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Study: Lack of trust in one's physician affects physical, mental well-being of cancer patients

Study: Lack of trust in one's physician affects physical, mental well-being of cancer patients

The physical and mental well-being of people with cancer may be affected by how they feel about their relationship with their physician and by differences in attachment styles (how they rely and depend on others), finds a new study from General Hospital Psychiatry. [More]
Vanderbilt-led research team identifies protein "signatures" that drive colorectal cancer

Vanderbilt-led research team identifies protein "signatures" that drive colorectal cancer

A Vanderbilt University-led research team has identified protein "signatures" of genetic mutations that drive colorectal cancer, the nation's second leading cause of cancer deaths after lung cancer. [More]
Viruses designed to kill cancer cells could boost effectiveness of chemotherapy to arms, legs

Viruses designed to kill cancer cells could boost effectiveness of chemotherapy to arms, legs

Viruses designed to target and kill cancer cells could boost the effectiveness of chemotherapy to the arms and legs and help avoid amputation, a new study reports. [More]
Scientists make seminal breakthrough in understanding molecular basis of fibroadenoma

Scientists make seminal breakthrough in understanding molecular basis of fibroadenoma

A multi-disciplinary team of scientists from the National Cancer Centre Singapore, Duke-NUS Graduate Medical School Singapore, and Singapore General Hospital have made a seminal breakthrough in understanding the molecular basis of fibroadenoma, one of the most common breast tumours diagnosed in women. [More]
New self-assembling nanoparticle helps doctors diagnose cancer earlier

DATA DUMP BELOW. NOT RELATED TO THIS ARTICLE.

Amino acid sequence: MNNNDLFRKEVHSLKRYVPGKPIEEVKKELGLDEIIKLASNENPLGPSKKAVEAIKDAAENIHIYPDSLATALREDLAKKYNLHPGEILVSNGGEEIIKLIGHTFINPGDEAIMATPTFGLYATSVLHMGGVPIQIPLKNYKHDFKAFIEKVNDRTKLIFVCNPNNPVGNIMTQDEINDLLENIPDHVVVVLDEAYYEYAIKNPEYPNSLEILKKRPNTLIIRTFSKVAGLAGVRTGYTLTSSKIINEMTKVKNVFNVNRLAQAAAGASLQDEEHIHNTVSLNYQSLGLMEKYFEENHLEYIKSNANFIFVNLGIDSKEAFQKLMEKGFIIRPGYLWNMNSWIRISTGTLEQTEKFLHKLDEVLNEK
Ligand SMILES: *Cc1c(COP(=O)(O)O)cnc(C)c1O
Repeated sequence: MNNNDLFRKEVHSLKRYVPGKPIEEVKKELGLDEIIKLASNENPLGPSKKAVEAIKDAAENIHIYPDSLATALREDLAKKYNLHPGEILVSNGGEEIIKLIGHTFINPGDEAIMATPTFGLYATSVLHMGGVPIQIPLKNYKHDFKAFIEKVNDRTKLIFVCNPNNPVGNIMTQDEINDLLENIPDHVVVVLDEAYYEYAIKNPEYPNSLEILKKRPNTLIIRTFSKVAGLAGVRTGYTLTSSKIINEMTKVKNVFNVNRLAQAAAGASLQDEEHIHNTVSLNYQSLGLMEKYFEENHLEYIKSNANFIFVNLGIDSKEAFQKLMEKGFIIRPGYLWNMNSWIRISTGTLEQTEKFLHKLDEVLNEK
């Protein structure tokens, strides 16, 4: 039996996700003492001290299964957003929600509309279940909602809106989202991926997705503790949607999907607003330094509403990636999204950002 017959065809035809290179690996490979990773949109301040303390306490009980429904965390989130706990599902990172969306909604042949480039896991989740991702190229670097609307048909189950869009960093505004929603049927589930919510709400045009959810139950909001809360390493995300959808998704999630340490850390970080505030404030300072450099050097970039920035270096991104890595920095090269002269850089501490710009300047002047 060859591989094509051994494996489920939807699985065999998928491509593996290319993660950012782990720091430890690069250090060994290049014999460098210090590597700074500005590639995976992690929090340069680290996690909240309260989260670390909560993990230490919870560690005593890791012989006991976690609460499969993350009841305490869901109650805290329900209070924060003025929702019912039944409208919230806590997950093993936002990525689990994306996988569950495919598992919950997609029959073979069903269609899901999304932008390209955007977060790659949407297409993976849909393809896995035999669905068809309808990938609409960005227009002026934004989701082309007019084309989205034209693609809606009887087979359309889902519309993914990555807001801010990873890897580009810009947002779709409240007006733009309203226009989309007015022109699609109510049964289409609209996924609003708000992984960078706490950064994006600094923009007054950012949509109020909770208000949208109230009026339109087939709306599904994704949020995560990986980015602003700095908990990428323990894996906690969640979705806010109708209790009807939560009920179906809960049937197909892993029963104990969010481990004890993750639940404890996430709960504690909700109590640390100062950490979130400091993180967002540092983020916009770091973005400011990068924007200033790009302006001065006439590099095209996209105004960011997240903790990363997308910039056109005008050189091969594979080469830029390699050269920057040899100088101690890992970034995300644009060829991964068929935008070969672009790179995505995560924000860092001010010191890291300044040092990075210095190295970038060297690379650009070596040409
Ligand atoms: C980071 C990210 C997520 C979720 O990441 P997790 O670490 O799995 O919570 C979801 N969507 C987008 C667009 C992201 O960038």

New self-assembling nanoparticle helps doctors diagnose cancer earlier

Scientists have designed a new self-assembling nanoparticle that targets tumours, to help doctors diagnose cancer earlier. [More]
Novel cancer immunotherapy for dogs could benefit humans as well

Novel cancer immunotherapy for dogs could benefit humans as well

As in humans, cancers in dogs have complex causes. The interaction of the environment, food, and genetic disposition are the most well known factors. Today nearly all methods of human medicine are basically available for dogs with cancer, but this was not true of cancer immunotherapy so far. [More]
ONCOblot test identifies ENOX2 cancer marker, paves way for minimally invasive tests

ONCOblot test identifies ENOX2 cancer marker, paves way for minimally invasive tests

Cancer is rarely black and white, and it's no small matter no matter how small, but a new discovery in the field of cancer screenings has come to light that signals a shift to an earlier, more certain and specific cancer diagnosis. [More]
Physician describes ways to combat post-cancer pain

Physician describes ways to combat post-cancer pain

More and more people are surviving their cancer. Unfortunately, sometimes survival can come with pain. Although many people won't feel any pain after their cancer treatment, some may have chronic, bothersome pain. [More]
Children of cancer patients show increased levels of emotional/behavioral problems

Children of cancer patients show increased levels of emotional/behavioral problems

A cancer diagnosis affects the whole family, and a significant number of children of cancer patients may be at risk for emotional and behavioral problems. [More]
Research roundup: Improving colon cancer screening; disparities in heart care; Medicaid expansion's effect on cities

Research roundup: Improving colon cancer screening; disparities in heart care; Medicaid expansion's effect on cities

This report estimated the effect of the Affordable Care Act (ACA) on 14 large and diverse cities: Los Angeles, Chicago, Houston, Philadelphia, Phoenix, Indianapolis, Columbus, Charlotte, Detroit, Memphis, Seattle, Denver, Atlanta, and Miami. [More]
New tool could help predict patient's risk for financial toxicity

New tool could help predict patient's risk for financial toxicity